A military psychologist suggests making troops suffering from post-traumatic stress disorder eligible for the Purple Heart to help remove the stigma of a disorder affecting about 20 percent of combat veterans.

Such a move would be a major change in the Purple Heart awards policy, which does not classify PTSD as a combat wound.

John E. Fortunato is chief of the Recovery and Resilience Center at Fort Bliss, Texas, where he treats soldiers suffering from PTSD.

During a visit to Fort Bliss on Thursday, Defense Secretary Robert Gates praised the center, which uses intensive individual therapy and nontraditional ways such as acupuncture, meditation and yoga to treat PTSD.

At Red River Army Depot on Friday, Gates said it was an “interesting idea” to award the Purple Heart to troops suffering from PTSD, adding the issue is “clearly something that needs to be looked into.”

On Thursday, Fortunato said PTSD is a “physical disorder, at least in part,” because it damages the brain, making it no different from shrapnel wounds.

However, an Army regulation precludes troops suffering from PTSD from being awarded the Purple Heart, he said.

“I would love to see that change, because these guys have paid at least a high — as high a price, some of them — as anybody with a traumatic brain injury, as anybody with shrapnel wound, and what it does is it says this is the wound that isn’t worthy, and I say it is,” Fortunato said.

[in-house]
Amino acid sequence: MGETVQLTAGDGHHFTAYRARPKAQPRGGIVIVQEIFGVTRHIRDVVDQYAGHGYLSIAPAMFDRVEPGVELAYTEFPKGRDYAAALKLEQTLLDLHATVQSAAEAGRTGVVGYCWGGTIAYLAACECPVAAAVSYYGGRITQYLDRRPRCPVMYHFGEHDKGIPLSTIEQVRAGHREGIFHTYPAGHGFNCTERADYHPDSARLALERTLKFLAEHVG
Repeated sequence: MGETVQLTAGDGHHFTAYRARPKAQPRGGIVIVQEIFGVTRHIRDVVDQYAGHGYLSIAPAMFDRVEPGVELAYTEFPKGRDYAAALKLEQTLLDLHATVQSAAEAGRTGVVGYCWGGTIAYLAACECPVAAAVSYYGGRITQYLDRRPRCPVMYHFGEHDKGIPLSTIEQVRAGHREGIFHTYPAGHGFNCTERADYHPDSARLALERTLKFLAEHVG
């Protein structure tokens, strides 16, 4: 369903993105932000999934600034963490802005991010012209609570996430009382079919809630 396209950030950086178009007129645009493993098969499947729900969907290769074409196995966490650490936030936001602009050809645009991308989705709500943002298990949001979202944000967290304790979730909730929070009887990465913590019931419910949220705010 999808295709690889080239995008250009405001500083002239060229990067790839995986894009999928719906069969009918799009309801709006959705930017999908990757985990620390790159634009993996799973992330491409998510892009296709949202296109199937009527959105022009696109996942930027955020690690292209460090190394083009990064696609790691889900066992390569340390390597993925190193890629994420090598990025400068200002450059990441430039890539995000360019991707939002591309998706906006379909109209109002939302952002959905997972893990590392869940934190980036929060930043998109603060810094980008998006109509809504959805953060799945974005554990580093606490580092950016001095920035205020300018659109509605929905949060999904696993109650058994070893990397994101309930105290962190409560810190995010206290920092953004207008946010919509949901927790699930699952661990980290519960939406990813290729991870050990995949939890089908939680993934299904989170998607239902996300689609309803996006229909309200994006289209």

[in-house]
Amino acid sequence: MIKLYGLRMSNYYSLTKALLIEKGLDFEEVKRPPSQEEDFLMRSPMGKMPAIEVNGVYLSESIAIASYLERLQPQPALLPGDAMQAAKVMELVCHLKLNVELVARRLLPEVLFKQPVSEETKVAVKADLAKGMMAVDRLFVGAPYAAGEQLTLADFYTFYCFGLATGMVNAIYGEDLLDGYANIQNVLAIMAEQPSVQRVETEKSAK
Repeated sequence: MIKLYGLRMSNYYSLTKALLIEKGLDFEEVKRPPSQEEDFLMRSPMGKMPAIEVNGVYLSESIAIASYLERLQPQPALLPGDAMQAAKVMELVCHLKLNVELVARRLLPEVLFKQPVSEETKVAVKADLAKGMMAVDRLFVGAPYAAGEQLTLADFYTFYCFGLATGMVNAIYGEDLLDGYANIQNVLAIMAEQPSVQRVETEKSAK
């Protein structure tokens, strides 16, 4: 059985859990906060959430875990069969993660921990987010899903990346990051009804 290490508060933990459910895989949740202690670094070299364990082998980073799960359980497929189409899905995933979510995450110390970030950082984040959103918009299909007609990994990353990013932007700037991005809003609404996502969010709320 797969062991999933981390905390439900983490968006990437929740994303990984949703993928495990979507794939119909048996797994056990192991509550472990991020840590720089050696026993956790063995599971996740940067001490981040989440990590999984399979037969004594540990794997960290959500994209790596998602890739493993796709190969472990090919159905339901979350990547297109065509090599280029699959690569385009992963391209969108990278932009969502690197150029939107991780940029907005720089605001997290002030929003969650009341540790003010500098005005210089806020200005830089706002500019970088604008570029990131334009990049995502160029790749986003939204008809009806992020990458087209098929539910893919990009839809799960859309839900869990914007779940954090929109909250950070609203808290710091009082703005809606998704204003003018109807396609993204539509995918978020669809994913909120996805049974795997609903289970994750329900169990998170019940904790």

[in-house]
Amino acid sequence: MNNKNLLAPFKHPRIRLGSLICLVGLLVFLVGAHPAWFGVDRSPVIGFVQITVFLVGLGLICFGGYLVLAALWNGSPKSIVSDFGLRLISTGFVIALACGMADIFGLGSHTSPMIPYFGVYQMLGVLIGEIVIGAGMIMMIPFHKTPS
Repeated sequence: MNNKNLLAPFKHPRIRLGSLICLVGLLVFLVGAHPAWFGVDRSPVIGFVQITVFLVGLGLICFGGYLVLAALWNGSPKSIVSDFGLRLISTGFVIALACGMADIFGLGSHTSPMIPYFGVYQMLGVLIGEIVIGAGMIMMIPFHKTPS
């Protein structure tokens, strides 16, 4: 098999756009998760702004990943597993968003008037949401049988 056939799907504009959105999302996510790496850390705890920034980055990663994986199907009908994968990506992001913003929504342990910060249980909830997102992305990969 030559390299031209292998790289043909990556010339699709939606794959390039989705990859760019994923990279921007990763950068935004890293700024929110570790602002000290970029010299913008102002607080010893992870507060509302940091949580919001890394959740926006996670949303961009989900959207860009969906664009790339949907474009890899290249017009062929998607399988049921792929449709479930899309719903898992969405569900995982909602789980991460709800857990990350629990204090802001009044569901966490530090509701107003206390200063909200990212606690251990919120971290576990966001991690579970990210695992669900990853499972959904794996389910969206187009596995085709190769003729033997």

Asked to respond to Fortunato’s comments, the Army provided a copy of Army Regulation 600-8-22 on military awards, which lays out the criteria for the Purple Heart.

The regulation defines a wound as “an injury to any part of the body from an outside force or agent,” such as bullets, explosives and shrapnel.

Post-traumatic stress disorders are among the injuries that do not merit the Purple Heart, along with heatstroke, frostbite, trench foot and self-inflicted wounds.

Sailors and Marines suffering from PTSD also are not eligible for the Purple Heart, Navy spokeswoman Ensign Laura Stegherr said.

To receive the Purple Heart, servicemembers must be wounded as a result of enemy action, and they must have been treated by a medical officer at the time of injury, Stegherr said in a e-mail Friday.

“PTSD does not meet these two requirements and does not meet the eligibility for awarding of a Purple Heart,” Stegherr said.

Stars and Stripes’ query to the Air Force on the matter was still open by deadline on Saturday.

Even some of the soldiers who suffer from PTSD feel that they do not deserve the Purple Heart, Fortunato said.

“Do you know what’s said is that, like [with] most other prejudices, the people with a disorder often ingest their own prejudice … So a lot of them [soldiers] have internalized PTSD phobia,” he said.

Fortunato also said it would help destigmatize PTSD if there were specific punishments for superiors who harass troops with PTSD.

Such harassment includes making fun of troops suffering from PTSD, such as when a first sergeant — who was later removed — grouped troops suffering with PTSD together and dubbed them “The Brokeback Squad,” he said.

“Until there are sanctions that make a superior pay a price for harassing a soldier with mental health problems, I don’t know that it will change that much,” Fortunato said.

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